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Trump's apparent call for foreign cyber hack of Clinton sparks security concerns

Trump's apparent call for foreign cyber hack of Clinton sparks security concerns

Republican presidential nominee Donald Trump's call for Russia to find and expose thousands of emails from Democratic presidential rival Hillary Clinton's days as secretary of state could be viewed as encouraging the violation of national security and individual privacy laws, and is comparable to inviting attacks on business competitors.

As part of an investigation into her usage of a private email server while secretary of state, Ms. Clinton revealed that while she had handed over 30,000 emails to the State Department, she deleted a similar number that she said were unrelated to her work.

“Russia, if you're listening, I hope you're able to find the 30,000 emails that are missing,” Mr. Trump said last week. “I think you will be rewarded mightily by our press.”

After a storm of controversy, however, Mr. Trump the next day said: “Of course, I'm being sarcastic.”

Thomas B. Alleman, a member of law firm Dykema Gossett P.L.L.C. in Dallas, said Mr. Trump's comment is akin to “inviting the thief to steal from a competitor's store.”

“If you take Mr. Trump's name off of it and make it generic, the true message here is that everyone in your audience, every law firm, every business has a competitor who would like to see what is going on in your business and to use that against you if they can,” Mr. Alleman said.

“I'm sure he intended it facetiously, as many things he says are, but it's an invitation to basically violate applicable laws,” said Michael R. Overly, a partner at Foley & Lardner L.L.P. in Los Angeles.

“One of the greatest threats, in all honesty, of hacking in today's world is this problem of state-sponsored hacking, where you have China, you have Russia, you have other countries,” including the United States, engaged in the practice, Mr. Overly said. “With the concerns of state-sponsored hacking, one does not want to go down the path of any government,” including ours, engaging in such hacking.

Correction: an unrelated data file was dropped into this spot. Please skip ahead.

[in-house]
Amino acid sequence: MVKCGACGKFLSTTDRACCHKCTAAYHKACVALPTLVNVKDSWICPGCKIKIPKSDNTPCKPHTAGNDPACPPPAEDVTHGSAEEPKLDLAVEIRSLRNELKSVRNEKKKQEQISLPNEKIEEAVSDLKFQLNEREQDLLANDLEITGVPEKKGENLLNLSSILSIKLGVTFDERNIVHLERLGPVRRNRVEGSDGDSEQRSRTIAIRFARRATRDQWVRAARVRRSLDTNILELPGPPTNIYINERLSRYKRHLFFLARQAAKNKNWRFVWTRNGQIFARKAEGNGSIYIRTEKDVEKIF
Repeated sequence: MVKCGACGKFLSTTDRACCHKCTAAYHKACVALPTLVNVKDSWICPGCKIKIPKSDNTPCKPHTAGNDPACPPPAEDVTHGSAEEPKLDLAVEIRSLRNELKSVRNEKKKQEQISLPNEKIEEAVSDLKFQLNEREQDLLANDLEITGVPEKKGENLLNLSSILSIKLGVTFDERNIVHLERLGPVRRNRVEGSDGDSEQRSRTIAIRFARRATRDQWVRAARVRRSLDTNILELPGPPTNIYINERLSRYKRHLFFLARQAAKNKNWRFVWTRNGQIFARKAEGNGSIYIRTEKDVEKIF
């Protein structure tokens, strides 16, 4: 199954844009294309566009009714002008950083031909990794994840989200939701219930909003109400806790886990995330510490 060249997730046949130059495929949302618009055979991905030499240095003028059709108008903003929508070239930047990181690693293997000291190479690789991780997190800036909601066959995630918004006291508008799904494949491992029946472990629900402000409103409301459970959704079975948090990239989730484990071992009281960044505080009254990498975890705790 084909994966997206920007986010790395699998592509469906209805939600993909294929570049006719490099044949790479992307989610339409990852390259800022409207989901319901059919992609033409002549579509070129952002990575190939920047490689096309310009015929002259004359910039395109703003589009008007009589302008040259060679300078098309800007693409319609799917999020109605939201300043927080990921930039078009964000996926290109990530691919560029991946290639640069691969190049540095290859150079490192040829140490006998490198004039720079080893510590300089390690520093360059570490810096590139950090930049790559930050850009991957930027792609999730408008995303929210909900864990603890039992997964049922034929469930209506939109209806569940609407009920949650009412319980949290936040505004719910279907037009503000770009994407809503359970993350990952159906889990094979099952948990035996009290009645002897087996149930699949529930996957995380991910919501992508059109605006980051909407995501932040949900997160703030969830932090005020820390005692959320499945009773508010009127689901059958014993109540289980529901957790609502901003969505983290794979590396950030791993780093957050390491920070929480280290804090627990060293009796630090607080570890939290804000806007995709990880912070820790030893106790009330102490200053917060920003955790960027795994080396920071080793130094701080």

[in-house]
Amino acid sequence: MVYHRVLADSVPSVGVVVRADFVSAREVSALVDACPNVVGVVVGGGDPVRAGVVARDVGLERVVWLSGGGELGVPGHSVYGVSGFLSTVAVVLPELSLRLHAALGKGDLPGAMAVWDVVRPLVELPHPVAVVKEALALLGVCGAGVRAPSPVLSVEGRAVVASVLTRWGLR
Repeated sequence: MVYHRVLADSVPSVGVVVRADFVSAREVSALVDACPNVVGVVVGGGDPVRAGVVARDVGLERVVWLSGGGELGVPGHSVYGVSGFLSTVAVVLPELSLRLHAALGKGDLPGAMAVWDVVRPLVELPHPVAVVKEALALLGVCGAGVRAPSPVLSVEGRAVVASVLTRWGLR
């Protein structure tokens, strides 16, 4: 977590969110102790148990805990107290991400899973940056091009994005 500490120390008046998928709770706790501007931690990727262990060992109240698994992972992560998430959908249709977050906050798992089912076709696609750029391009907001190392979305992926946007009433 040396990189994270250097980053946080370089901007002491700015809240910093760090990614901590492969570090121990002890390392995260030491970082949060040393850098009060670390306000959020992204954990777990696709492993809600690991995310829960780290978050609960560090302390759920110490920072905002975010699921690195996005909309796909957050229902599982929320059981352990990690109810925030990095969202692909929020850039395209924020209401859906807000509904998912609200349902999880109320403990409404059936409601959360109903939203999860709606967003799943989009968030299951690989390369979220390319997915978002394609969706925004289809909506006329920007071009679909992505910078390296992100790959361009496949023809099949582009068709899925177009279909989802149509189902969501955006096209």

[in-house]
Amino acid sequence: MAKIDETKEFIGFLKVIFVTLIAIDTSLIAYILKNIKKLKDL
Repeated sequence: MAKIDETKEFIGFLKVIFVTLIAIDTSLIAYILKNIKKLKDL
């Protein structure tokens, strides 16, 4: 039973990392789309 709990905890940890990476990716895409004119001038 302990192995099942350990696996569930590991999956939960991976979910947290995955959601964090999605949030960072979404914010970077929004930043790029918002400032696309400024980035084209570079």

“From a cyber security perspective, anytime you're inviting an outside entity to hack into private citizens' emails, or even a public citizen's, you're essentially inviting them to commit a crime,” said Matthew J. Siegel, a member of Cozen O'Connor in Philadelphia.

“Sarcastic or not, it's a breach of national security potentially, but it's also a breach of an individual's private security, both of which could be considered criminal activity,” Mr. Siegel said.

“Cyber security is clearly one of our nation's top priorities,” said Roberta Anderson, a partner at K&L Gates L.L.P. in Pittsburgh.

“Cyber war, through breaches of cyber security, is likely to be a large part of any war that we would be involved in as a nation, and so inviting a nation state to hack us, to breach cyber security for any purpose, is at a minimum irresponsible,” Ms. Anderson said. Breaching our cyber security “can cause widespread harm and potentially cripple us as a nation.”

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